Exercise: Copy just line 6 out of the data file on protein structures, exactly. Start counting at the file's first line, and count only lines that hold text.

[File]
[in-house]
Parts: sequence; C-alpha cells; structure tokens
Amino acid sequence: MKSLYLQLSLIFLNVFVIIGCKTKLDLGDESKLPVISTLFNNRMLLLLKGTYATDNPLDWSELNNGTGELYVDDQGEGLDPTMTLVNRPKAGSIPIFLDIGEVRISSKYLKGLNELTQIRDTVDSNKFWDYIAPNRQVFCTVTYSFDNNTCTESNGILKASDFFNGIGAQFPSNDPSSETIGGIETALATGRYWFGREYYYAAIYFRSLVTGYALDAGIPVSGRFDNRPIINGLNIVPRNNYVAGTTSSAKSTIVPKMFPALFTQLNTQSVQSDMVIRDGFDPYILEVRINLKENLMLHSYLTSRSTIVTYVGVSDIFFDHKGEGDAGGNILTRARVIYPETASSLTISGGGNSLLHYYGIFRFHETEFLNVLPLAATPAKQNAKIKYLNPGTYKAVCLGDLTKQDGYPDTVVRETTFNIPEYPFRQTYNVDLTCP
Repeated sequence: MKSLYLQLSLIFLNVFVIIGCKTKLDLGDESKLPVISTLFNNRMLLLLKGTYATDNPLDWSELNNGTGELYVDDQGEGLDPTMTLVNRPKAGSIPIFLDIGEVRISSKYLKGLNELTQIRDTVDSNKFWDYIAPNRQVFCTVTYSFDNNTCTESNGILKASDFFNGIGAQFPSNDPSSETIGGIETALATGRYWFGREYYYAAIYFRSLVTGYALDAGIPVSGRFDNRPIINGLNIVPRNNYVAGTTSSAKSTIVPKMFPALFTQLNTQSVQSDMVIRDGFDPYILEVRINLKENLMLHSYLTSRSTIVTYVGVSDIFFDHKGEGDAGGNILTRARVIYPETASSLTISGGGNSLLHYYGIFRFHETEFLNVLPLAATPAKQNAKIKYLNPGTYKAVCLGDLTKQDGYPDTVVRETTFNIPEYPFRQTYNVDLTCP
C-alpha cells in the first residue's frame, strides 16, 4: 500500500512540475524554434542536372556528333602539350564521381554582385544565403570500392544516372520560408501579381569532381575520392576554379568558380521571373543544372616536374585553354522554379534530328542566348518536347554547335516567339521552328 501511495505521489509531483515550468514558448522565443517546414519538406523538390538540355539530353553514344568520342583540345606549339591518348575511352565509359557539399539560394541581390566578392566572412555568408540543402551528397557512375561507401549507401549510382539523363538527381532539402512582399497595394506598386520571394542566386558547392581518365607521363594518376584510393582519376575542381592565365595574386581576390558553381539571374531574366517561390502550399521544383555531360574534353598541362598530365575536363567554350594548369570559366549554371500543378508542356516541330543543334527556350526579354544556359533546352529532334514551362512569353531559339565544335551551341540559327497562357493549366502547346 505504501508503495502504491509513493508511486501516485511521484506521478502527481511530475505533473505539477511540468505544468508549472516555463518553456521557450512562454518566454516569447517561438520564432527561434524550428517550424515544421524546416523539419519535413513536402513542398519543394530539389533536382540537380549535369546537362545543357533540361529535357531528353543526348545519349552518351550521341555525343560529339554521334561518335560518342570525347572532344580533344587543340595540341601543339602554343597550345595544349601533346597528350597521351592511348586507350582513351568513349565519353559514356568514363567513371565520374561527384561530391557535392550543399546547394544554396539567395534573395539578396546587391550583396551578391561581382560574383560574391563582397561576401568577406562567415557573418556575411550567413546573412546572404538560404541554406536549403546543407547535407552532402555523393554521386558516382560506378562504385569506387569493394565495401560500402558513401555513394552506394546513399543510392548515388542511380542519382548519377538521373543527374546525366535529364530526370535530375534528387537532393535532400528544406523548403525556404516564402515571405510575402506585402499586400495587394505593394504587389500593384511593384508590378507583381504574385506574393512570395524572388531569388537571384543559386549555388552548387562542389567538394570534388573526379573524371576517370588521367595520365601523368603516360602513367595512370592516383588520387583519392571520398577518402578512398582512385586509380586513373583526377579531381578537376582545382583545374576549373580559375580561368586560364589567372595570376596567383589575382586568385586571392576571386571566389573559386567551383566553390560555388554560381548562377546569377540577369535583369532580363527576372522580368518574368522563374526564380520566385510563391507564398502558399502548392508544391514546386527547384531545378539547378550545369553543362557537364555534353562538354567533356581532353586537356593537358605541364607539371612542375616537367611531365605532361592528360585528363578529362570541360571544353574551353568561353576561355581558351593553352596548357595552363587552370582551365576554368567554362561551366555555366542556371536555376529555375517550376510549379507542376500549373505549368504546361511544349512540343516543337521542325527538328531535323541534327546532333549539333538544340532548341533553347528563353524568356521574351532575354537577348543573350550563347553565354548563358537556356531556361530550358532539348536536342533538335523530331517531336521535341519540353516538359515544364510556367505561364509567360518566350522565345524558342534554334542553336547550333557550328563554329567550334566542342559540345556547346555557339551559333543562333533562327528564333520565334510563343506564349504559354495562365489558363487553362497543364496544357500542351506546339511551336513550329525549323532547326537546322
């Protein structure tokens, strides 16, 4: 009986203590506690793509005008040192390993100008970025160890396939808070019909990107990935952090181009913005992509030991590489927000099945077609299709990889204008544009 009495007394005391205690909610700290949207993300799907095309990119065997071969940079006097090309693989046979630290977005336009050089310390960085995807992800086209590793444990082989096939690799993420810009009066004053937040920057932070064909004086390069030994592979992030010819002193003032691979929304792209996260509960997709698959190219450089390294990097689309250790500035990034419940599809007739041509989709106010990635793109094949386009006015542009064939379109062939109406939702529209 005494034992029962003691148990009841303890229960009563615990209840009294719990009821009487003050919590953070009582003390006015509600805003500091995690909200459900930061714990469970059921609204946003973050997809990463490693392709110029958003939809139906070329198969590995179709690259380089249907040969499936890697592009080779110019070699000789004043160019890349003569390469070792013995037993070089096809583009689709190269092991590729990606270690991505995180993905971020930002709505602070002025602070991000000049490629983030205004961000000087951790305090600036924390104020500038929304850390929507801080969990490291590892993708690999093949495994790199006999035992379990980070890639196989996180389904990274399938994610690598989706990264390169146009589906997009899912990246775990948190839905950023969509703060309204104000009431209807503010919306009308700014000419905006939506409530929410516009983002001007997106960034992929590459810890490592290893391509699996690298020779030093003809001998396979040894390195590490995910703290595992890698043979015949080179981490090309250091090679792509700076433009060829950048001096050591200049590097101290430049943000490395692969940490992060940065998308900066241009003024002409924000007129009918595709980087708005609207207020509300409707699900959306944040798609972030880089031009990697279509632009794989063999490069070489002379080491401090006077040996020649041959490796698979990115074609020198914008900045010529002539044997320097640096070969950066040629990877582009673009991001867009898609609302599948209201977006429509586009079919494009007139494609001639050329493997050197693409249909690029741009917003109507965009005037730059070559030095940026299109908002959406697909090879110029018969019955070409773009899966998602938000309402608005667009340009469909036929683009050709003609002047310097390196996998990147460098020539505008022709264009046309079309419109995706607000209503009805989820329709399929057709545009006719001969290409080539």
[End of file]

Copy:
């Protein structure tokens, strides 16, 4: 009986203590506690793509005008040192390993100008970025160890396939808070019909990107990935952090181009913005992509030991590489927000099945077609299709990889204008544009 009495007394005391205690909610700290949207993300799907095309990119065997071969940079006097090309693989046979630290977005336009050089310390960085995807992800086209590793444990082989096939690799993420810009009066004053937040920057932070064909004086390069030994592979992030010819002193003032691979929304792209996260509960997709698959190219450089390294990097689309250790500035990034419940599809007739041509989709106010990635793109094949386009006015542009064939379109062939109406939702529209 005494034992029962003691148990009841303890229960009563615990209840009294719990009821009487003050919590953070009582003390006015509600805003500091995690909200459900930061714990469970059921609204946003973050997809990463490693392709110029958003939809139906070329198969590995179709690259380089249907040969499936890697592009080779110019070699000789004043160019890349003569390469070792013995037993070089096809583009689709190269092991590729990606270690991505995180993905971020930002709505602070002025602070991000000049490629983030205004961000000087951790305090600036924390104020500038929304850390929507801080969990490291590892993708690999093949495994790199006999035992379990980070890639196989996180389904990274399938994610690598989706990264390169146009589906997009899912990246775990948190839905950023969509703060309204104000009431209807503010919306009308700014000419905006939506409530929410516009983002001007997106960034992929590459810890490592290893391509699996690298020779030093003809001998396979040894390195590490995910703290595992890698043979015949080179981490090309250091090679792509700076433009060829950048001096050591200049590097101290430049943000490395692969940490992060940065998308900066241009003024002409924000007129009918595709980087708005609207207020509300409707699900959306944040798609972030880089031009990697279509632009794989063999490069070489002379080491401090006077040996020649041959490796698979990115074609020198914008900045010529002539044997320097640096070969950066040629990877582009673009991001867009898609609302599948209201977006429509586009079919494009007139494609001639050329493997050197693409249909690029741009917003109507965009005037730059070559030095940026299109908002959406697909090879110029018969019955070409773009899966998602938000309402608005667009340009469909036929683009050709003609002047310097390196996998990147460098020539505008022709264009046309079309419109995706607000209503009805989820329709399929057709545009006719001969290409080539």